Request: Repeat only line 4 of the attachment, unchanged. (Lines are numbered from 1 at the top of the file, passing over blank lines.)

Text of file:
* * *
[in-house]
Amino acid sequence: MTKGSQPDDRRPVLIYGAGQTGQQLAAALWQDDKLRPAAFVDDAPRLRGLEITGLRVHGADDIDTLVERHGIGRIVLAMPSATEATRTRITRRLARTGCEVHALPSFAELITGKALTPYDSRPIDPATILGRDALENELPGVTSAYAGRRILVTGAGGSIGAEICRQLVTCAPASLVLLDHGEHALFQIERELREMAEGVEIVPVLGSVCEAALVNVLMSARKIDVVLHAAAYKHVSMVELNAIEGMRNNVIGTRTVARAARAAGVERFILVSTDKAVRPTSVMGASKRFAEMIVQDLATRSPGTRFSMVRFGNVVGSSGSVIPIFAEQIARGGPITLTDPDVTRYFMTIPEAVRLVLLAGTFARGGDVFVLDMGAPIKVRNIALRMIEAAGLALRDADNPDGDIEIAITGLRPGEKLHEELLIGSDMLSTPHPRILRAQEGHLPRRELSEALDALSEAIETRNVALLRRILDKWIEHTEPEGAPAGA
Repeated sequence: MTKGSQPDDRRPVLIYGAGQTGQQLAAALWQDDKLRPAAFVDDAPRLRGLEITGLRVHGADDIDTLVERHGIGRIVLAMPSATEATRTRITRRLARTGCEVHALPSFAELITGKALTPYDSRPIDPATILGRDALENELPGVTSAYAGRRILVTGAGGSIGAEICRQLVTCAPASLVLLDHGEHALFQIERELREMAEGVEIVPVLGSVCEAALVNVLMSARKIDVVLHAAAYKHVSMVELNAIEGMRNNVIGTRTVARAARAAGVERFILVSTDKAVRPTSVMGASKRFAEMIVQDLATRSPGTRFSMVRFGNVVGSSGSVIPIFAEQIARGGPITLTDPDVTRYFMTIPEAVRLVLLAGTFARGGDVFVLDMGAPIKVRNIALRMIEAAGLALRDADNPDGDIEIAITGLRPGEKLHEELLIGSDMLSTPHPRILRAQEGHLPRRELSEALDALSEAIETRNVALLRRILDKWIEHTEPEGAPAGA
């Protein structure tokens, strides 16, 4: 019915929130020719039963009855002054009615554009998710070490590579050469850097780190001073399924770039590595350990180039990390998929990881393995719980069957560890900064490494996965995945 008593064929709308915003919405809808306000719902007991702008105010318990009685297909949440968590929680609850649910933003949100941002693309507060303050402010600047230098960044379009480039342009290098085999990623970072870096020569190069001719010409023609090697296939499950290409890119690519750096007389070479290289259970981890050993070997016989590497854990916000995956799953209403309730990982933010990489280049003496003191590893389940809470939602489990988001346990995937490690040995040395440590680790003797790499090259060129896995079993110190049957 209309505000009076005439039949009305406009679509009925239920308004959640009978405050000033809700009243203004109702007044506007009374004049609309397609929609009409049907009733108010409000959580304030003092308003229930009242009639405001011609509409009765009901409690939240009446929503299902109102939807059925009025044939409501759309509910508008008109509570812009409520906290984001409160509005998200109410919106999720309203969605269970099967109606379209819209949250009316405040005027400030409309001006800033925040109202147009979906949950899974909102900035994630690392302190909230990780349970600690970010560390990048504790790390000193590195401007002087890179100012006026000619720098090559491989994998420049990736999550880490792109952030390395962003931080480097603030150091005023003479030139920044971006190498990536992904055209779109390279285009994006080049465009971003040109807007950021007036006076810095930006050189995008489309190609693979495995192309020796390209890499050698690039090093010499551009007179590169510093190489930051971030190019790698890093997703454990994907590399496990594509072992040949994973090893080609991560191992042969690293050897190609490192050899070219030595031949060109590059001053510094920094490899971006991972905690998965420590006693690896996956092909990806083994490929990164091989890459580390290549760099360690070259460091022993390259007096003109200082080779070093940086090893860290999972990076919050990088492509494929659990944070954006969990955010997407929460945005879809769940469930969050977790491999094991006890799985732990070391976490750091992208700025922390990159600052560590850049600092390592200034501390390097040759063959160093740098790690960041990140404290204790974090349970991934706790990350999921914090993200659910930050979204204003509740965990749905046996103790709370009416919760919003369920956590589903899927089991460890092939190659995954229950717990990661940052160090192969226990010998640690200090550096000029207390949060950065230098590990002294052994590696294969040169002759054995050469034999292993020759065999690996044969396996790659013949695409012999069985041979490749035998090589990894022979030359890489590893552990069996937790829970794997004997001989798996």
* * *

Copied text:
């Protein structure tokens, strides 16, 4: 019915929130020719039963009855002054009615554009998710070490590579050469850097780190001073399924770039590595350990180039990390998929990881393995719980069957560890900064490494996965995945 008593064929709308915003919405809808306000719902007991702008105010318990009685297909949440968590929680609850649910933003949100941002693309507060303050402010600047230098960044379009480039342009290098085999990623970072870096020569190069001719010409023609090697296939499950290409890119690519750096007389070479290289259970981890050993070997016989590497854990916000995956799953209403309730990982933010990489280049003496003191590893389940809470939602489990988001346990995937490690040995040395440590680790003797790499090259060129896995079993110190049957 209309505000009076005439039949009305406009679509009925239920308004959640009978405050000033809700009243203004109702007044506007009374004049609309397609929609009409049907009733108010409000959580304030003092308003229930009242009639405001011609509409009765009901409690939240009446929503299902109102939807059925009025044939409501759309509910508008008109509570812009409520906290984001409160509005998200109410919106999720309203969605269970099967109606379209819209949250009316405040005027400030409309001006800033925040109202147009979906949950899974909102900035994630690392302190909230990780349970600690970010560390990048504790790390000193590195401007002087890179100012006026000619720098090559491989994998420049990736999550880490792109952030390395962003931080480097603030150091005023003479030139920044971006190498990536992904055209779109390279285009994006080049465009971003040109807007950021007036006076810095930006050189995008489309190609693979495995192309020796390209890499050698690039090093010499551009007179590169510093190489930051971030190019790698890093997703454990994907590399496990594509072992040949994973090893080609991560191992042969690293050897190609490192050899070219030595031949060109590059001053510094920094490899971006991972905690998965420590006693690896996956092909990806083994490929990164091989890459580390290549760099360690070259460091022993390259007096003109200082080779070093940086090893860290999972990076919050990088492509494929659990944070954006969990955010997407929460945005879809769940469930969050977790491999094991006890799985732990070391976490750091992208700025922390990159600052560590850049600092390592200034501390390097040759063959160093740098790690960041990140404290204790974090349970991934706790990350999921914090993200659910930050979204204003509740965990749905046996103790709370009416919760919003369920956590589903899927089991460890092939190659995954229950717990990661940052160090192969226990010998640690200090550096000029207390949060950065230098590990002294052994590696294969040169002759054995050469034999292993020759065999690996044969396996790659013949695409012999069985041979490749035998090589990894022979030359890489590893552990069996937790829970794997004997001989798996």